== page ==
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Procedure : 2005/2535(RSP)
Document stages in plenary
Document selected : B6-0272/2005

Texts tabled :

B6-0272/2005

Debates :

PV 27/04/2005 - 8

Votes :

PV 28/04/2005 - 9.14

Texts adopted :

P6_TA(2005)0151

MOTION FOR A RESOLUTION
PDF 118kWORD 47k
See also joint motion for a resolution RC-B6-0272/2005
20 April 2005
PE 357.314v01-00
 
B6‑0272/2005
to wind up the debate on the statement by the Commission
pursuant to Rule 103(2) of the Rules of Procedure
by Jaime Mayor Oreja, Ewa Klamt and Lívia Járóka
on behalf of the PPE-DE Group
on the Situation of Roma in Europe and Marking the International Roma Day

European Parliament resolution on the Situation of Roma in Europe and Marking the International Roma Day 
B6‑0272/2005

The European Parliament,

–  having regard to the celebration of International Roma Day on 8 April 2005(1),

–  having regard to the Constitutional Treaty signed by Heads of State and of Government on 29 October 2004 which includes the Charter of Fundamental Rights of the European Union as its second part,

–  having regard to Articles 3, 6, 7, 29 and 149 of the EC Treaty, which commit the Member States to ensuring equal opportunities for all citizens,

–  having regard to Article 13 of the Treaty of Amsterdam, which enables the European Community to 'take appropriate action to combat discrimination based on racial or ethnic origin',

–  having regard to Directive 43/2000/EC, known as the Race Equality Directive, which bans discrimination on ethnic grounds,

–  having regard to Article 4 of the Council of Europe Framework Convention on National Minorities and the European Convention on Human Rights and Fundamental Freedoms,

–  having regard to Article 3 of Recommendation 1557/2002 of the Council of Europe Committee of Ministers underlining the widespread discrimination against Roma and the need to strengthen the monitoring system on discrimination against them(2),

–  having regard to the document of the European Union (COCEN GROUP) adopted at the Tampere Summit in 1999 entitled 'Situation of Roma in the Candidate Countries', which underlines the need to raise awareness about the racism and discrimination faced by Roma,

–  having regard to Recommendation 1557 of the Council of Europe adopted in 2002 entitled 'The legal situation of Roma in Europe', which underlines the need to resolve the legal status of Roma,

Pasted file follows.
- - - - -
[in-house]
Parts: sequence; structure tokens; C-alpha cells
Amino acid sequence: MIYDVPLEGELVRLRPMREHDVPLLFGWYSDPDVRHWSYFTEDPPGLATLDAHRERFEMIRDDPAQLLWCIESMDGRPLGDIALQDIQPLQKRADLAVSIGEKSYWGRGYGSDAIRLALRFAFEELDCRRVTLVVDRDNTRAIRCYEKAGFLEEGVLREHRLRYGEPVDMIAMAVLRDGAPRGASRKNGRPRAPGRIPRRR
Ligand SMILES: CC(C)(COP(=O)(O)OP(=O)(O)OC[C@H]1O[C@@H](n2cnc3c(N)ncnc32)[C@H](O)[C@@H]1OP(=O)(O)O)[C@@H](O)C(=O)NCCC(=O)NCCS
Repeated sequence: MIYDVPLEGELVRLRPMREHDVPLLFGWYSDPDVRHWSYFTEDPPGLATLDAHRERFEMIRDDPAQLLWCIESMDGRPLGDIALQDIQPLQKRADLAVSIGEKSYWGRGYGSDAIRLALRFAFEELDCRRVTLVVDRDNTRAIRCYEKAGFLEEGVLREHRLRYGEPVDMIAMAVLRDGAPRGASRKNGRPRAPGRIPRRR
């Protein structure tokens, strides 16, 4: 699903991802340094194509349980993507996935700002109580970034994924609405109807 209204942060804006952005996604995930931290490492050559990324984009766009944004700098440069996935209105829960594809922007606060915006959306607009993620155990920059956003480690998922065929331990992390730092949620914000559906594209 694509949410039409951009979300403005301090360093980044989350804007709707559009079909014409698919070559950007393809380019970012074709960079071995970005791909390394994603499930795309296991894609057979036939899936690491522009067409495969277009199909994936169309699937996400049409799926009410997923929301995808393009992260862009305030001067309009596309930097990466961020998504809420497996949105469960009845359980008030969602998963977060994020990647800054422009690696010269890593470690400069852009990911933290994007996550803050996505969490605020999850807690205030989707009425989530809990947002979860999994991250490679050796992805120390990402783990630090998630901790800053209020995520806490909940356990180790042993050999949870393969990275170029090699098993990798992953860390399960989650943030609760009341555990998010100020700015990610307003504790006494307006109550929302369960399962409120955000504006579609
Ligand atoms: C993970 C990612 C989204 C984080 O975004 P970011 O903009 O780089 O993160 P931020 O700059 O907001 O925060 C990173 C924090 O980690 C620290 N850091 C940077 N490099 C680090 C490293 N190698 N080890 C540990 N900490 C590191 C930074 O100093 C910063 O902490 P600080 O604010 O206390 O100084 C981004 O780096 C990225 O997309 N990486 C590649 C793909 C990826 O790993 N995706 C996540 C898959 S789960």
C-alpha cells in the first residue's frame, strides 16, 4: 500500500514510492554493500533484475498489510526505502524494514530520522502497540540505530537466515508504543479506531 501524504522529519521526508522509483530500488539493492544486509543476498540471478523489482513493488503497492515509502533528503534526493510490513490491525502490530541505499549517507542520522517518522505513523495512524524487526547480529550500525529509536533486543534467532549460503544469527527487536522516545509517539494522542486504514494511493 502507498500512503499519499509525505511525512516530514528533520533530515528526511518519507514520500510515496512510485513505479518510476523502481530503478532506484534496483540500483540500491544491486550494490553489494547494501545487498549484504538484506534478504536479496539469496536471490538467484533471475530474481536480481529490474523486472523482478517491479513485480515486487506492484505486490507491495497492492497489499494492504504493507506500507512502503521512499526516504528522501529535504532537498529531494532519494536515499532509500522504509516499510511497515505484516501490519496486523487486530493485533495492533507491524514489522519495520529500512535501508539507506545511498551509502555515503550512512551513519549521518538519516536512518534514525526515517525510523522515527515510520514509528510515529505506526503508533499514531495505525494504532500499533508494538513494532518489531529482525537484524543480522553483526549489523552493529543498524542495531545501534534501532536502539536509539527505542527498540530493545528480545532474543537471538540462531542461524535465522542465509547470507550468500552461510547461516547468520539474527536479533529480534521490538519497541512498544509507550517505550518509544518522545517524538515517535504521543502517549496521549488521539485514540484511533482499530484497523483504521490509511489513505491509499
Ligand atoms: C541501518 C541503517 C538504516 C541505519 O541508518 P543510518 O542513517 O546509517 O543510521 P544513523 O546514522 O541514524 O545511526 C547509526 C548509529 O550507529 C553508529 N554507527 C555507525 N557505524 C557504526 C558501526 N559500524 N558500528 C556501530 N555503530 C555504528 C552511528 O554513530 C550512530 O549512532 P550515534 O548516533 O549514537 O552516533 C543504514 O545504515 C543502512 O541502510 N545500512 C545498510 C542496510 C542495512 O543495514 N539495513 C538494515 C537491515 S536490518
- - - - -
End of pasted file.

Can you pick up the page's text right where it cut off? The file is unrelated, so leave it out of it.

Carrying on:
–  having regard to the UN Convention against Torture and Other Cruel, Inhuman or Degrading Treatment or Punishment of 10 December 1984,

–  having regard to Directive 2000/78/EC of 27 November 2000 establishing a general framework for equal treatment in employment and occupation,

–  having regard to the Charter of European Parties for a Non-Racist Society(3),

–  having regard to the establishment of a Group of Commissioners responsible for fundamental rights, anti-discrimination and equal opportunities(4), in which connection the European Parliament awaits the presentation of the Group's agenda,

–  having regard to Council Regulation (EC) No 1035/97 establishing a European Monitoring Centre on Racism and Xenophobia, to the EUMC's annual and thematic reports on racism in the EU and to the Commission Green Paper on equality and non-discrimination in an enlarged European Union (COM (2004)0379),

–  having regard to the recent publication by the Commission of a report drawing attention to very disturbing levels of hostility and human rights abuses against Roma, Gypsies and Travellers in Europe(5),

–  having regard to the report currently before the Committee on Civil Liberties, Justice and Home Affairs on the protection of minorities and anti-discrimination policies (2005/2008 (INI)) and the European Parliament resolution of 27 January 2005 on the Holocaust, Anti-Semitism and Racism (RSP/2004/2634),

–  having regard to international legal instruments such as General Recommendation XXVII ('Discrimination against Roma') of the United Nations Committee on the Elimination of Racial Discrimination (CERD), and General Policy Recommendation 3 (combating racism and intolerance against Roma/Gypsies) of the European Commission against Racism and Intolerance (ECRI)(6),

–  having regard to Rule 103(2) of its Rules of Procedure,

A.  whereas 8 April has been designated International Roma Day and is considered to be the annual day of celebration for Roma, as well as an opportunity for raising awareness about Europe's largest ethnic minority and the extent of its social exclusion,

B.   whereas 7-9 million Roma living in the European Union are suffering racial discrimination and many of them are subject to severe structural discrimination, poverty and social exclusion,

C.   noting with concern the existence of multiple discrimination on the basis of gender, age and disability, in particular against Romani women,